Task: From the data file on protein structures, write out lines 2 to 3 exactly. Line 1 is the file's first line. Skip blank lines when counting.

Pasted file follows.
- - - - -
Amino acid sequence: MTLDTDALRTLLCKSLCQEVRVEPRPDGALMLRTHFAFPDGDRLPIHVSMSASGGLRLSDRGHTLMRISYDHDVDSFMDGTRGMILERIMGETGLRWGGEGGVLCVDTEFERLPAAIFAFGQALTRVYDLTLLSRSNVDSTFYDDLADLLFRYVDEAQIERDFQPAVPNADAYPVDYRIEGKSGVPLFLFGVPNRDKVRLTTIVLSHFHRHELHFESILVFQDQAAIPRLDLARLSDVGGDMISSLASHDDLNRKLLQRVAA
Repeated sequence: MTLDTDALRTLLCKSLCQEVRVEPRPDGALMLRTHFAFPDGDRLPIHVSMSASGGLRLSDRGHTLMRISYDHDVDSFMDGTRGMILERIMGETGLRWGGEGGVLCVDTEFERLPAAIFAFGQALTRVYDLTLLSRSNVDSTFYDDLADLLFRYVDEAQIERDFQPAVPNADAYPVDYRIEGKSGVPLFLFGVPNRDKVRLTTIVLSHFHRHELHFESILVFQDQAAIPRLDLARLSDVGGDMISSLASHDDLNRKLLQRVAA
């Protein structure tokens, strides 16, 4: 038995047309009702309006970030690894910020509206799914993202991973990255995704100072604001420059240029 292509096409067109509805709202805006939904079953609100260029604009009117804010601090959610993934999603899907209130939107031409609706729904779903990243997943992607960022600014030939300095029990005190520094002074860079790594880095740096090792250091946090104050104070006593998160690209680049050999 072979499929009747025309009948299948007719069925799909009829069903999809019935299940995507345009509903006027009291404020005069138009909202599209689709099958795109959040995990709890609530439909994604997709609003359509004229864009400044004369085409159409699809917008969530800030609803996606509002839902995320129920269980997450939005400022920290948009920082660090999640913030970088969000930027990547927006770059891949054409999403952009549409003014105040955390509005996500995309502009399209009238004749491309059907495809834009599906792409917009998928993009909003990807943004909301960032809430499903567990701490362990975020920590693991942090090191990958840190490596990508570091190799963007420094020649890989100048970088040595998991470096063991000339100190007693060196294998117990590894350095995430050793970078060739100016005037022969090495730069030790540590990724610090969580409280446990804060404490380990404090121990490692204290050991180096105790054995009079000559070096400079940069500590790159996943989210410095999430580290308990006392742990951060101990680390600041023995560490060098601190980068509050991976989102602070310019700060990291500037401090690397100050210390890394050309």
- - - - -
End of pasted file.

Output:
Repeated sequence: MTLDTDALRTLLCKSLCQEVRVEPRPDGALMLRTHFAFPDGDRLPIHVSMSASGGLRLSDRGHTLMRISYDHDVDSFMDGTRGMILERIMGETGLRWGGEGGVLCVDTEFERLPAAIFAFGQALTRVYDLTLLSRSNVDSTFYDDLADLLFRYVDEAQIERDFQPAVPNADAYPVDYRIEGKSGVPLFLFGVPNRDKVRLTTIVLSHFHRHELHFESILVFQDQAAIPRLDLARLSDVGGDMISSLASHDDLNRKLLQRVAA
């Protein structure tokens, strides 16, 4: 038995047309009702309006970030690894910020509206799914993202991973990255995704100072604001420059240029 292509096409067109509805709202805006939904079953609100260029604009009117804010601090959610993934999603899907209130939107031409609706729904779903990243997943992607960022600014030939300095029990005190520094002074860079790594880095740096090792250091946090104050104070006593998160690209680049050999 072979499929009747025309009948299948007719069925799909009829069903999809019935299940995507345009509903006027009291404020005069138009909202599209689709099958795109959040995990709890609530439909994604997709609003359509004229864009400044004369085409159409699809917008969530800030609803996606509002839902995320129920269980997450939005400022920290948009920082660090999640913030970088969000930027990547927006770059891949054409999403952009549409003014105040955390509005996500995309502009399209009238004749491309059907495809834009599906792409917009998928993009909003990807943004909301960032809430499903567990701490362990975020920590693991942090090191990958840190490596990508570091190799963007420094020649890989100048970088040595998991470096063991000339100190007693060196294998117990590894350095995430050793970078060739100016005037022969090495730069030790540590990724610090969580409280446990804060404490380990404090121990490692204290050991180096105790054995009079000559070096400079940069500590790159996943989210410095999430580290308990006392742990951060101990680390600041023995560490060098601190980068509050991976989102602070310019700060990291500037401090690397100050210390890394050309």